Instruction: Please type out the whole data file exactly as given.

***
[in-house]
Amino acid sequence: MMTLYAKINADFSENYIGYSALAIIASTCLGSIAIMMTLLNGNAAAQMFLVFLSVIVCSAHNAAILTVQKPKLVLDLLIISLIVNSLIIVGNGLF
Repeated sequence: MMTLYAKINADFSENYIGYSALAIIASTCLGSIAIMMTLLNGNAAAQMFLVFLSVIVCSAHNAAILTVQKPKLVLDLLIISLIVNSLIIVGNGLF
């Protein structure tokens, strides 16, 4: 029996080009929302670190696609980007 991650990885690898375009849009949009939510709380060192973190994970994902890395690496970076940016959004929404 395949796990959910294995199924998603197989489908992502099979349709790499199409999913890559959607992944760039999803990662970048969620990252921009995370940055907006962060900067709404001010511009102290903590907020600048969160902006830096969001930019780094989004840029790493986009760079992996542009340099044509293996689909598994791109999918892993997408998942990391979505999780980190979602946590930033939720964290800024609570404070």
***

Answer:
[in-house]
Amino acid sequence: MMTLYAKINADFSENYIGYSALAIIASTCLGSIAIMMTLLNGNAAAQMFLVFLSVIVCSAHNAAILTVQKPKLVLDLLIISLIVNSLIIVGNGLF
Repeated sequence: MMTLYAKINADFSENYIGYSALAIIASTCLGSIAIMMTLLNGNAAAQMFLVFLSVIVCSAHNAAILTVQKPKLVLDLLIISLIVNSLIIVGNGLF
């Protein structure tokens, strides 16, 4: 029996080009929302670190696609980007 991650990885690898375009849009949009939510709380060192973190994970994902890395690496970076940016959004929404 395949796990959910294995199924998603197989489908992502099979349709790499199409999913890559959607992944760039999803990662970048969620990252921009995370940055907006962060900067709404001010511009102290903590907020600048969160902006830096969001930019780094989004840029790493986009760079992996542009340099044509293996689909598994791109999918892993997408998942990391979505999780980190979602946590930033939720964290800024609570404070």